December 10, 2021
This was underscored by environmental human rights defenders during the 21st episode of Klimatotohanan entitled “Fighting Back for the Planet: How Environmental Human Rights Defenders Are Risking Their Today for Our Tomorrow.”
Leon Dulce, National Coordinator of Kalikasan People’s Network for the Environment (PNE), said that the next set of leaders will face the small window the global community has to stop irreversible damage from climate change.
“We have less than a decade to take drastic action for climate justice. In the Philippines, this includes pursuing climate change adaptation, and securing enough climate finance from developed countries for loss and damage, among others,” Dulce said, adding that the country is also in the midst of a protracted pandemic. “The elections will be crucial because whoever wins will have to face these crises together,” he added.
Deign Frolley Soriano, Representative for Biodiversity and Environment of the United Nations Youth Advisory Board, noted that it is rare for politicians to speak in volumes about the environment and environmental defenders.
“As much as we have grassroots leaders who are working on the ground, we also need leaders [in government] that are always pushing for the rights of our people and our environment at the very front,” Soriano said, pointing out that the environmental and climate crises are interwoven with food security, public health, and human rights among others.
A report recently released by watchdog Global Witness revealed that the Philippines was the third deadliest country for environmental defenders in the world as it accounted for 29 out of the 279 total land and environmental killings in 2020.
According to the report, the trend of indigenous peoples, being one of the most disproportionally affected types of environmental defenders, continued in 2020. One-third of the total fatal attacks in the past year were against indigenous people.
Included in those numbers, according to Dulce, are the killings of Tumandok indigenous people leaders in simultaneous police operations in December 2020. The tribe leaders killed were opposing the Jalaur Mega Dam project, which is projected to displace 17,000 indigenous peoples.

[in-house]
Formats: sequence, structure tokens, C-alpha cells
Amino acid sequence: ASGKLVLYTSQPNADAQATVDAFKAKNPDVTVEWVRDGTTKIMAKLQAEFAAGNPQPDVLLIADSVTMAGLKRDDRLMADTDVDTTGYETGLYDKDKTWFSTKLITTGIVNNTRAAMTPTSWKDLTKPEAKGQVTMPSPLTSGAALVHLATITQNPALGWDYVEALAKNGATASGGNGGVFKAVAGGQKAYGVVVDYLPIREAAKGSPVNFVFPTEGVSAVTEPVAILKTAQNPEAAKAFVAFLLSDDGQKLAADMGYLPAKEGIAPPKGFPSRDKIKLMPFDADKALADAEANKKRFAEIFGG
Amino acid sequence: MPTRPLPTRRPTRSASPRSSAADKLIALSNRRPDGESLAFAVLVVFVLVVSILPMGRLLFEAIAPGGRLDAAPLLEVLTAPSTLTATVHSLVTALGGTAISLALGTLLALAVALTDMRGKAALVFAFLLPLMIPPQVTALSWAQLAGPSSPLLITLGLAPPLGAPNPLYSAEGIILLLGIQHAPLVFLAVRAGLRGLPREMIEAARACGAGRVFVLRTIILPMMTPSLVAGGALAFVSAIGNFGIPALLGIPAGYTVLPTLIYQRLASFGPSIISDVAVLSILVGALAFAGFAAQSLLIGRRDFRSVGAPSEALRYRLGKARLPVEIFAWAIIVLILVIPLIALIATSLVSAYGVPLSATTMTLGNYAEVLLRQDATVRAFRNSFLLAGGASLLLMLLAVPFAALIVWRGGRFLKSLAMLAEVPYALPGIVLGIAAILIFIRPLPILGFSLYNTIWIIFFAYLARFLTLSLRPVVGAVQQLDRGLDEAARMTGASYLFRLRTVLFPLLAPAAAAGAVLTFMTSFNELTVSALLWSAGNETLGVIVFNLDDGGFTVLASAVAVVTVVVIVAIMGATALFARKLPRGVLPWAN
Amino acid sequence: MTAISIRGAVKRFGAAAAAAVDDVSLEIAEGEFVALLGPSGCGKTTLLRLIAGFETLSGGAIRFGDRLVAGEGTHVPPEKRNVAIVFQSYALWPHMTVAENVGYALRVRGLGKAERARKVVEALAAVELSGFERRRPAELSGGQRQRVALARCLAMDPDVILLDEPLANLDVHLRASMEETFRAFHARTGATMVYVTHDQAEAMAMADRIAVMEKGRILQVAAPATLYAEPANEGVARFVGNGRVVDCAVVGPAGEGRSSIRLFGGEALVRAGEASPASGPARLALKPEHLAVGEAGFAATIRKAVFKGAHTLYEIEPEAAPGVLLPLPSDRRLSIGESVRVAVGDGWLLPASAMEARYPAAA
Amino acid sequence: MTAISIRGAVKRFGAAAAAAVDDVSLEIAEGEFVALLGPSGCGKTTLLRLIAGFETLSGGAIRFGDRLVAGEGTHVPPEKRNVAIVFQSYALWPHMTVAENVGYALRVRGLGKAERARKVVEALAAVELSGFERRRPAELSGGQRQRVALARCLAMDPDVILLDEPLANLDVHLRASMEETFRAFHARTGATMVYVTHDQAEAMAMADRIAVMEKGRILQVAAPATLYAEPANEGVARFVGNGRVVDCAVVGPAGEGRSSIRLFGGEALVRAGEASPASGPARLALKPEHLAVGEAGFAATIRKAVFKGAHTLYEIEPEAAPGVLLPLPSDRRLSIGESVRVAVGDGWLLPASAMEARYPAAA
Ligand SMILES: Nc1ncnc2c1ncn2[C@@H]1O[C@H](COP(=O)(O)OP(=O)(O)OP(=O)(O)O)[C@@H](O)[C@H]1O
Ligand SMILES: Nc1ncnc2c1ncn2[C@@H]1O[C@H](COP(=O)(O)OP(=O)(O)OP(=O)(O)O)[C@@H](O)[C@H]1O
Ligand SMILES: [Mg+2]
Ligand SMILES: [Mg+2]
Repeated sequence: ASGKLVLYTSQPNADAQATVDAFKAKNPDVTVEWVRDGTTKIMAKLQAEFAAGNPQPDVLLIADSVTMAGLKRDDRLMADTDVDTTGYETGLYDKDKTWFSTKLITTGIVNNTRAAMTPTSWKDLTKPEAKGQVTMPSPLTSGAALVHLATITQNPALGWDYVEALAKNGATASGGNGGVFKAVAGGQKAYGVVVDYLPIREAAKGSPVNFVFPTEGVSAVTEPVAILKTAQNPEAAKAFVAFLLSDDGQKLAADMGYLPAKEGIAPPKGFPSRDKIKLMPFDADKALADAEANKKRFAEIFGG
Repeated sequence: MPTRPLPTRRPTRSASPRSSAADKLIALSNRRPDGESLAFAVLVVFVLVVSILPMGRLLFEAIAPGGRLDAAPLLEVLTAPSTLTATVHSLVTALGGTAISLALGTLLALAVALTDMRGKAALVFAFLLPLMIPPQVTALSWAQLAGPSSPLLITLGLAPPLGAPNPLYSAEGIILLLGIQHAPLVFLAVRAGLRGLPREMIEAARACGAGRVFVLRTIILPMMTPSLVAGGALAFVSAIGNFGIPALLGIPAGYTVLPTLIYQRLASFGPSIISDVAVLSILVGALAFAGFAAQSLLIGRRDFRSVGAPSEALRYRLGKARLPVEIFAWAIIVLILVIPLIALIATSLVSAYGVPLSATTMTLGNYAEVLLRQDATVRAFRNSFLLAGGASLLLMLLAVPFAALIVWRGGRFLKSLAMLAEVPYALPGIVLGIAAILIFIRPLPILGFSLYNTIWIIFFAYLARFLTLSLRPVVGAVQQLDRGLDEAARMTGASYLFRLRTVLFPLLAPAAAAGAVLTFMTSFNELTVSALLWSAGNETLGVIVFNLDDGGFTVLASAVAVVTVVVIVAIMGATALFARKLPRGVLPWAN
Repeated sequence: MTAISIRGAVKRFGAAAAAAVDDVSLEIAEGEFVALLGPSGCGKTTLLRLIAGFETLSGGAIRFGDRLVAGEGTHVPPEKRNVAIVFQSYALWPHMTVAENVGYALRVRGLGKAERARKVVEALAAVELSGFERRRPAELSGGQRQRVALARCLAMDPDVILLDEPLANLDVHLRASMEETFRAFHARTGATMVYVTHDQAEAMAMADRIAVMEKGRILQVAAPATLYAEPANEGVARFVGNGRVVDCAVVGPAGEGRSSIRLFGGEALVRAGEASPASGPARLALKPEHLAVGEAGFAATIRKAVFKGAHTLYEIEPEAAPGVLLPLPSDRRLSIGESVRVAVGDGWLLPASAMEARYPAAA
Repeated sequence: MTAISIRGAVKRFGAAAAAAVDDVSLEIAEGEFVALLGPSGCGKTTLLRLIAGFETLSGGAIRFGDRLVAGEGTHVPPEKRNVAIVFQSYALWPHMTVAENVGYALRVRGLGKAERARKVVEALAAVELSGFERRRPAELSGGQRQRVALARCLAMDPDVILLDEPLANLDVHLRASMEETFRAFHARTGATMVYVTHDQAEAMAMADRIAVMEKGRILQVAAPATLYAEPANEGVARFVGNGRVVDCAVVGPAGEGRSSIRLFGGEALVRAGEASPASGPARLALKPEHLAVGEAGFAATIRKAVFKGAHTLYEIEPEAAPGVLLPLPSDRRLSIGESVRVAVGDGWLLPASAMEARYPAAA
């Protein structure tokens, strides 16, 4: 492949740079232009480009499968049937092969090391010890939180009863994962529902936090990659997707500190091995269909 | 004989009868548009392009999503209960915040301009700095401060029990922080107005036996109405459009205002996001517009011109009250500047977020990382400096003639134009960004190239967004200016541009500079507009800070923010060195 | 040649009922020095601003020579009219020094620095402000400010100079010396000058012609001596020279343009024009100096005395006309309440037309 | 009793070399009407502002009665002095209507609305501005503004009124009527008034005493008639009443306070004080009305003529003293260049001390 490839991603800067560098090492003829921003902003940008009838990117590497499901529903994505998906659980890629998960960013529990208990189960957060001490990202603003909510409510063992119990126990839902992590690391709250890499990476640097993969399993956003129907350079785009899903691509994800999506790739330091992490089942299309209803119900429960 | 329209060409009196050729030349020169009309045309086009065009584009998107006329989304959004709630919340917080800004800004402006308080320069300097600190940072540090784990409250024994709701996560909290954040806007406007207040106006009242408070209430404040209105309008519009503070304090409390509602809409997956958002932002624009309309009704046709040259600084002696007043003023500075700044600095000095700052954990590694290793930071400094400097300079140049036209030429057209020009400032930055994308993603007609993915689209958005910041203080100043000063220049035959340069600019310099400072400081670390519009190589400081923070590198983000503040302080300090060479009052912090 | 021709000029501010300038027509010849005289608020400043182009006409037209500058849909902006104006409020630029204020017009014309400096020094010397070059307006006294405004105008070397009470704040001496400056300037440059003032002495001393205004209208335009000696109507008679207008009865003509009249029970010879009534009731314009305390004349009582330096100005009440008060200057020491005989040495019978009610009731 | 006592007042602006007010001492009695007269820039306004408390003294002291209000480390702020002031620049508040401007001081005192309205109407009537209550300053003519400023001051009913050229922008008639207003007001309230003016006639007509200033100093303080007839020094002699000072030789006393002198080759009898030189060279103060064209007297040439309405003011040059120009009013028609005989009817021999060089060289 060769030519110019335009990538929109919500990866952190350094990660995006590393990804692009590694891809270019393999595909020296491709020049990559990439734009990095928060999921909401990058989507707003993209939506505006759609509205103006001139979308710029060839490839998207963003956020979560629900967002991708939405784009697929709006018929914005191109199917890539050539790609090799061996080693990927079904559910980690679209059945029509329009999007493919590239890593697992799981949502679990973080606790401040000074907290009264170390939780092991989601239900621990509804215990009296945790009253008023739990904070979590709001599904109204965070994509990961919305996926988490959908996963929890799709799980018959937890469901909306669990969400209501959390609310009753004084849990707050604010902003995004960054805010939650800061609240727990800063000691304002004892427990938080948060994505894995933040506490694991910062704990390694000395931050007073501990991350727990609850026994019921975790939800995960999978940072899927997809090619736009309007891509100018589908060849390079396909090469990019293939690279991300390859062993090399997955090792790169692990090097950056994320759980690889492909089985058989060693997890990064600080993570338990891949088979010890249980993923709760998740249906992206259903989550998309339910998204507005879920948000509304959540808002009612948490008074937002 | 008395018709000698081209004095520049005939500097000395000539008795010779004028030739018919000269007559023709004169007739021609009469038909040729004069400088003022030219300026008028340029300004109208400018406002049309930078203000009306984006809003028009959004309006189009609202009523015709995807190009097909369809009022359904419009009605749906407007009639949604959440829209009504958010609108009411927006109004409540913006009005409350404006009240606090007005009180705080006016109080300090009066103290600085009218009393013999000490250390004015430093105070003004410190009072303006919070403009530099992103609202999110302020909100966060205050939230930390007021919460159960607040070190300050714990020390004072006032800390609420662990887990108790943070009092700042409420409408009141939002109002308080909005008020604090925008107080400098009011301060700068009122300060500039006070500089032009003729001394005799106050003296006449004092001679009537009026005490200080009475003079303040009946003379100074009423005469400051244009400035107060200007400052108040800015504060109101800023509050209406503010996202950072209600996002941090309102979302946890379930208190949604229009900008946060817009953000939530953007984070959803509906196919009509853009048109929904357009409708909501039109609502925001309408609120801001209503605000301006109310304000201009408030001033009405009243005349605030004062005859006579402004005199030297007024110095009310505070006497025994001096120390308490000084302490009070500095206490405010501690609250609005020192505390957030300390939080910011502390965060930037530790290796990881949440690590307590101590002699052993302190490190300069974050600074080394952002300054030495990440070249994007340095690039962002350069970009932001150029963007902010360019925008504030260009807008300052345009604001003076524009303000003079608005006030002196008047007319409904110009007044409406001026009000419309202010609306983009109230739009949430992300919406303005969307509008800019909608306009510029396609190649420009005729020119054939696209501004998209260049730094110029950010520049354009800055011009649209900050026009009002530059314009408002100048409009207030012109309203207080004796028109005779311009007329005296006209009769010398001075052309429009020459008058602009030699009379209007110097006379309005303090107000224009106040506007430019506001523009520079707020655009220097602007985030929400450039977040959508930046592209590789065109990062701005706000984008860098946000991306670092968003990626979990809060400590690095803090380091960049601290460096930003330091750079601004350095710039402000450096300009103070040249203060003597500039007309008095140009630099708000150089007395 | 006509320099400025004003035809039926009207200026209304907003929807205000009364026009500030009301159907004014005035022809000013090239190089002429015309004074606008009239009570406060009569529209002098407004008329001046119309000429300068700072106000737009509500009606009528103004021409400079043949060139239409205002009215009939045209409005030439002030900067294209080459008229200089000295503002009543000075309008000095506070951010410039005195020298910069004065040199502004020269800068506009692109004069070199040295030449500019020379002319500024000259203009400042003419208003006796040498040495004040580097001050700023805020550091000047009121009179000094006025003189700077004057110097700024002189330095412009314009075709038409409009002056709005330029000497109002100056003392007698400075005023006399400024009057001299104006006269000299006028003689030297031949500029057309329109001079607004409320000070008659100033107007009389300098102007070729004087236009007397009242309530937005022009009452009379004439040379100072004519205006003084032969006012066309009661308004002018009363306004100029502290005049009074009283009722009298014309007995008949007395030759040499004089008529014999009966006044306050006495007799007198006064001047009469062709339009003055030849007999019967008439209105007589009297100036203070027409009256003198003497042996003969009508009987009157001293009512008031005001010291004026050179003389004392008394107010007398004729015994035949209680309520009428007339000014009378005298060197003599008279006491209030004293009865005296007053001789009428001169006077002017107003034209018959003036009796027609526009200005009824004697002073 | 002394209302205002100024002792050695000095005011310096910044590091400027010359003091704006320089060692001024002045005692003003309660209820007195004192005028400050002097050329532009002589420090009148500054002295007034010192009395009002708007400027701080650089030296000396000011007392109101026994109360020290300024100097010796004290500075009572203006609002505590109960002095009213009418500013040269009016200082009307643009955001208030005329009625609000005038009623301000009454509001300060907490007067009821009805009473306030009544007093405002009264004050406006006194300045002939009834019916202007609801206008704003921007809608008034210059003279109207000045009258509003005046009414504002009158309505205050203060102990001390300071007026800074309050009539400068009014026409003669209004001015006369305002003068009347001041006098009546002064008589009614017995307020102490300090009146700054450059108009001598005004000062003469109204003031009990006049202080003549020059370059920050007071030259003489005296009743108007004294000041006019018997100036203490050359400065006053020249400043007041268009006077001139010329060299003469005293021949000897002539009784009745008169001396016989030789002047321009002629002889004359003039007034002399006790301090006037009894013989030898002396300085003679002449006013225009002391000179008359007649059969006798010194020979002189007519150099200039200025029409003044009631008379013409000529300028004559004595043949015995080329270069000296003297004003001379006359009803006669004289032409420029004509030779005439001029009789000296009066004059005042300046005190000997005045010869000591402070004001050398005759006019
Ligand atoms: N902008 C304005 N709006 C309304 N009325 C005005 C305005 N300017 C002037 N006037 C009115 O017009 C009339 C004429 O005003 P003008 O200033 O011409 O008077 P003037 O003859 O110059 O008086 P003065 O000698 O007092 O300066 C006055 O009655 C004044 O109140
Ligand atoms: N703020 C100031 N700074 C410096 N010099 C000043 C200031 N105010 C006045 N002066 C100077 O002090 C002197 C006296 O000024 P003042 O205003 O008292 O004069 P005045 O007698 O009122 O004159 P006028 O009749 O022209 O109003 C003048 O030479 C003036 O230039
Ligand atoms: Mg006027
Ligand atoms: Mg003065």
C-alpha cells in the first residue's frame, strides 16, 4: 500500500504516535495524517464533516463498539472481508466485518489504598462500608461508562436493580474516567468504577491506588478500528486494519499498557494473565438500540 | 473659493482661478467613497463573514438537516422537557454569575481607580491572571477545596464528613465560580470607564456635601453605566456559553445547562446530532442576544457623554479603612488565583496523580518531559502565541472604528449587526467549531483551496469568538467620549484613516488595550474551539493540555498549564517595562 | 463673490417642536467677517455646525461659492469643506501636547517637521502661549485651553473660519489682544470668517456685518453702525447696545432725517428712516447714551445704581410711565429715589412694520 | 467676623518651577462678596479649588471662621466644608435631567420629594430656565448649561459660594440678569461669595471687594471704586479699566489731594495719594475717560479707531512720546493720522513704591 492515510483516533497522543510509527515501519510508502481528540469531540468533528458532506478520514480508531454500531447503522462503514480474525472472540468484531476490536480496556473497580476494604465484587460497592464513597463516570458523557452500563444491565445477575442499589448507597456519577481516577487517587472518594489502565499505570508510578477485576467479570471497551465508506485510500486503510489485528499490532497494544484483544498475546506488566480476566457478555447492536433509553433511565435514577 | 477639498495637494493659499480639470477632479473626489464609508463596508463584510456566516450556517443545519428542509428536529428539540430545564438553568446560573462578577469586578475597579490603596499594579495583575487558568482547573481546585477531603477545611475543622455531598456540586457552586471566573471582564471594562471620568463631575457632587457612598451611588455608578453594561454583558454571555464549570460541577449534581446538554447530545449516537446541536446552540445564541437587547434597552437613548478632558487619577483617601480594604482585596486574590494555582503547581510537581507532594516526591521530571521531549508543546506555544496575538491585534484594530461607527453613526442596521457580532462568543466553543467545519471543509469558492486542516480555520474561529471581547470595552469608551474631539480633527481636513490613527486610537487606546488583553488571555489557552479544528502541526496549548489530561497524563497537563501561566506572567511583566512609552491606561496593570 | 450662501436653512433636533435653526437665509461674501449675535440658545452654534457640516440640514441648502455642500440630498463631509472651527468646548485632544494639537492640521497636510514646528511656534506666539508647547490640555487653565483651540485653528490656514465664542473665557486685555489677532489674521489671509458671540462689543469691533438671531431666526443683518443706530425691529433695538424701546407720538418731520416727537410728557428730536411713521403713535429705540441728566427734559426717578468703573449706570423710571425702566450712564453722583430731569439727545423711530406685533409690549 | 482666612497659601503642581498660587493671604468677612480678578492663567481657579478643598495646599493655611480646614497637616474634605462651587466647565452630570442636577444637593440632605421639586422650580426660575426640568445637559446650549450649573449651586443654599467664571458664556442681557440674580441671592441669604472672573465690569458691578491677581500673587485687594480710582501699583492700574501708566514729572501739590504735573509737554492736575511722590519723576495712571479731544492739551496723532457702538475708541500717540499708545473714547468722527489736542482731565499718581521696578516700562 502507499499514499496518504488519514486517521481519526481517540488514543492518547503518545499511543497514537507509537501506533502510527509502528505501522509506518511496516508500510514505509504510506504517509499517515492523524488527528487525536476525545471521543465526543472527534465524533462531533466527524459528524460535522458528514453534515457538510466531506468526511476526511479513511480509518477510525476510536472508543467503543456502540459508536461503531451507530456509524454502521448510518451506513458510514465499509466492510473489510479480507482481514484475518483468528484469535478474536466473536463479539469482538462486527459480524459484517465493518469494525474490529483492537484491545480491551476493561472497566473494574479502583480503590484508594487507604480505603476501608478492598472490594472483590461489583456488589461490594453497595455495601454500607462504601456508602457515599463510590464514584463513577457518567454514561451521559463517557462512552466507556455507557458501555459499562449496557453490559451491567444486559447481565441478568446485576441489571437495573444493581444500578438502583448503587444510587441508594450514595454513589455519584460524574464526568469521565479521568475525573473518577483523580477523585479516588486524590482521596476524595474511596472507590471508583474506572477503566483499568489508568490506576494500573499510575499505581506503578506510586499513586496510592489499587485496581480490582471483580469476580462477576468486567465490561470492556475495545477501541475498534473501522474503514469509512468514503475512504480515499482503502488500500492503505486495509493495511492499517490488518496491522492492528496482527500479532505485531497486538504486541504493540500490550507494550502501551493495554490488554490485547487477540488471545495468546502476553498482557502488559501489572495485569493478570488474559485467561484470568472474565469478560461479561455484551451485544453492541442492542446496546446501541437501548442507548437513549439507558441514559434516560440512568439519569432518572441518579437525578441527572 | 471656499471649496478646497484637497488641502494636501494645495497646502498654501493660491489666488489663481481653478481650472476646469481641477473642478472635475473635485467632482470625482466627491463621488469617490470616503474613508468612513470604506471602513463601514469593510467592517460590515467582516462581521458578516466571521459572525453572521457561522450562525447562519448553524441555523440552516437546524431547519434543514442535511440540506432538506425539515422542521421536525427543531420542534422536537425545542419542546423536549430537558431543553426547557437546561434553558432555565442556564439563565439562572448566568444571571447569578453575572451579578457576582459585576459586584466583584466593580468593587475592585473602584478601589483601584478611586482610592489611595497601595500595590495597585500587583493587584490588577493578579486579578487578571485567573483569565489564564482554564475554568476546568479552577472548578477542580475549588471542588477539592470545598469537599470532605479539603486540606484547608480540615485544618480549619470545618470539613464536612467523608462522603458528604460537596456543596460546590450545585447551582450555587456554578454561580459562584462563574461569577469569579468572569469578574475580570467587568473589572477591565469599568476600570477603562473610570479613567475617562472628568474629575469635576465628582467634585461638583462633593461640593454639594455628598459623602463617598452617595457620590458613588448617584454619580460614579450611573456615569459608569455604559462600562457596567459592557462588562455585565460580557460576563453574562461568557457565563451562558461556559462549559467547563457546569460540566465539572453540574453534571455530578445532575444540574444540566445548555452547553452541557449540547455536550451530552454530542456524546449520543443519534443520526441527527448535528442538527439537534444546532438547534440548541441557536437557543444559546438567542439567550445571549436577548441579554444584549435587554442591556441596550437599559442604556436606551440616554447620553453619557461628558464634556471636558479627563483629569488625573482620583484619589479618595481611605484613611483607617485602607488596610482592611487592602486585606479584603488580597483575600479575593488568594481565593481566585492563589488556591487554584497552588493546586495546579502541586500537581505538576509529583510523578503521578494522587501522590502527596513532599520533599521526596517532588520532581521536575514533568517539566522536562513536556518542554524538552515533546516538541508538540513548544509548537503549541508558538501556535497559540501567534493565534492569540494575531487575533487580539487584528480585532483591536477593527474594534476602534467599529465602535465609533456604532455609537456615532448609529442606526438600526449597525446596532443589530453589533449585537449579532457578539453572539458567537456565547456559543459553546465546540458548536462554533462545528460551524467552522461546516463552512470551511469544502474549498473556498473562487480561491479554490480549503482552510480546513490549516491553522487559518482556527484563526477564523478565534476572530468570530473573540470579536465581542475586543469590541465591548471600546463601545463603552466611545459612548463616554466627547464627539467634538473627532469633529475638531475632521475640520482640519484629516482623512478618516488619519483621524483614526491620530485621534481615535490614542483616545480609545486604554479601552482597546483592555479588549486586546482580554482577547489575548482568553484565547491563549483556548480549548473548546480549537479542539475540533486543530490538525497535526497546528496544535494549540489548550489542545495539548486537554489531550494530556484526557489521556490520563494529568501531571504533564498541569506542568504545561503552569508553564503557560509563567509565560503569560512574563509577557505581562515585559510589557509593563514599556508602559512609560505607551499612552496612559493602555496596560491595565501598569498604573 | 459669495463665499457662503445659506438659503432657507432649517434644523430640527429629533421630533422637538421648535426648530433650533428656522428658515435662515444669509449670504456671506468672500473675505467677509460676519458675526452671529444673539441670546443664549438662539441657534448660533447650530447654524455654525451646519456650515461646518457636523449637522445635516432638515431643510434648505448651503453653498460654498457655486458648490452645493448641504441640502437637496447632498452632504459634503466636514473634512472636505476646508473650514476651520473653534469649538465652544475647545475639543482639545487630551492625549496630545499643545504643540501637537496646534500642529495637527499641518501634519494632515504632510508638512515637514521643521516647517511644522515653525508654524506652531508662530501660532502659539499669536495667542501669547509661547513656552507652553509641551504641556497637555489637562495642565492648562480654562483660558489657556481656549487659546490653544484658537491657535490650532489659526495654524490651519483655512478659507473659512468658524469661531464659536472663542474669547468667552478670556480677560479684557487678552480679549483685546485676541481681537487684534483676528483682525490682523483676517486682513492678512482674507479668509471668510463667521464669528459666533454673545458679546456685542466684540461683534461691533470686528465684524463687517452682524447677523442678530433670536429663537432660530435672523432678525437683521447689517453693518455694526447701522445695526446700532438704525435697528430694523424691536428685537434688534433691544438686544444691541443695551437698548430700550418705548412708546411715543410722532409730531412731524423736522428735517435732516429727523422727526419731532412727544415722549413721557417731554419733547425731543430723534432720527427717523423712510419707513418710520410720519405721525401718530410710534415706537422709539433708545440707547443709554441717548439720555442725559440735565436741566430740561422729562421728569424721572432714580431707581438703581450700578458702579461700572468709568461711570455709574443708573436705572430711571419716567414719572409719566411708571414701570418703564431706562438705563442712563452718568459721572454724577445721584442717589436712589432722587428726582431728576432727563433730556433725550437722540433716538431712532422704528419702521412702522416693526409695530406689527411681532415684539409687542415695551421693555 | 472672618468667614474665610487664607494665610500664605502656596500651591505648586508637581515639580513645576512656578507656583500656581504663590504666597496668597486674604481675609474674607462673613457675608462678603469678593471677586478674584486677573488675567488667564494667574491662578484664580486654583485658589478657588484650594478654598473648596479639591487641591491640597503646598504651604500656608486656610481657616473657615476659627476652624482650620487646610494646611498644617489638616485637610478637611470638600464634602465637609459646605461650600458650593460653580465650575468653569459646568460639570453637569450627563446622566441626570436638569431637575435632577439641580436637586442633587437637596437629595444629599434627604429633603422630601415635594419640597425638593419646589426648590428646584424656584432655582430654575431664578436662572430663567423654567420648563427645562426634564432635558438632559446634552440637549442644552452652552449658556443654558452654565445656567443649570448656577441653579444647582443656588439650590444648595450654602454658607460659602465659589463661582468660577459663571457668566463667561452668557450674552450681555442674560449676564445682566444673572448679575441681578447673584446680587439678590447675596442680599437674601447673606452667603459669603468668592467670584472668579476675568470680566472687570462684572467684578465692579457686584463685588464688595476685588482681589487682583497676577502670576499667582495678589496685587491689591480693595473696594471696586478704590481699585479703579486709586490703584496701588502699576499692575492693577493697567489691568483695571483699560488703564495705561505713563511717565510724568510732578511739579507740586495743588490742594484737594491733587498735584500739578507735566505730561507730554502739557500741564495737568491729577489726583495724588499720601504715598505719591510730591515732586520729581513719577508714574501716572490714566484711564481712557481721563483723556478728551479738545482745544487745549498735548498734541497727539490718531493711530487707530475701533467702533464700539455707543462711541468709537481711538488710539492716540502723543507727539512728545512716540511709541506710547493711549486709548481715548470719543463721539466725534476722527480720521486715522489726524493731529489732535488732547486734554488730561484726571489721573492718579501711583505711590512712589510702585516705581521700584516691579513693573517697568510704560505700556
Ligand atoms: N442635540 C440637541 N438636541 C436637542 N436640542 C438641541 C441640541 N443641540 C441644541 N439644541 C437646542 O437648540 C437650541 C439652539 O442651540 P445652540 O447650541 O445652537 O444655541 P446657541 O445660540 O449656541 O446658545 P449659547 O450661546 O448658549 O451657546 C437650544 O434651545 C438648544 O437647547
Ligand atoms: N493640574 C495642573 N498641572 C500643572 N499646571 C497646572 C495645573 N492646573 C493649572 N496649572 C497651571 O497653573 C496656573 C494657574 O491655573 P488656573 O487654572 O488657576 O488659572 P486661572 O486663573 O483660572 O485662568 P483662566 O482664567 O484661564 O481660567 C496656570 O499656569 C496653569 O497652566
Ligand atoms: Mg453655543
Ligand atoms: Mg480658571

“Global Witness’ yearly reports are focused on killings because that’s the sharpest point of the stick. But it represents an even wider and harder-to-document situation of impunity,” Dulce explained.
Lia Mai Torres, Executive Director of Center for Environmental Concerns-Philippines, agreed with Dulce, adding that environmental defenders also face harassment, death threats, illegal arrests, and strategic lawsuits against public participation or SLAPP suits.
Government as human rights duty bearer
Victoria Tauli-Corpuz, Founder and Executive Director of Tebtebba Foundation, said that the government should be the one protecting environmental defenders.
“The government has ratified a lot of conventions, including the International Covenant on Civil and Political Rights, in which they are not supposed to torture, arrest illegally, and displace people,” Tauli-Corpuz said.
However, despite supposedly being the “human rights duty bearer,” Tauli-Corpuz said the government failed to protect environmental defenders. “There is a need to educate government institutions, including the military and police,” she added.
Tauli-Corpuz also underscored the need to use international mechanisms to make government accountable, to raise awareness of the cases of extrajudicial killings of environmental defenders, and to campaign against laws that are repressive, illegal, and unjust.
“Justice will come for as long as there are people who are persisting in demanding justice and demanding human rights duty bearers to do their role,” she said.
Adding to this, Torres called for the defunding and abolition of the National Task Force to End Local Communist Armed Conflict (NTF-ELCAC), a government instrumentality criticized for its red-tagging crusade against personalities and groups that are critical of the Duterte administration, including environmental groups.
Environmental Defense Bill pending in Congress
Torres said that the Environmental Defense Bill has been filed in Congress in December 2020.
The said bill aims to provide environmental defenders access to legal counsel and other legal needs and to information on projects involving their communities, increased protection for their public participation, and other mechanisms that will support their advocacy work.
“Let us challenge our lawmakers. If they really want to protect the environment and the environmental defenders, they should support the Environmental Defense Bill,” Torres said.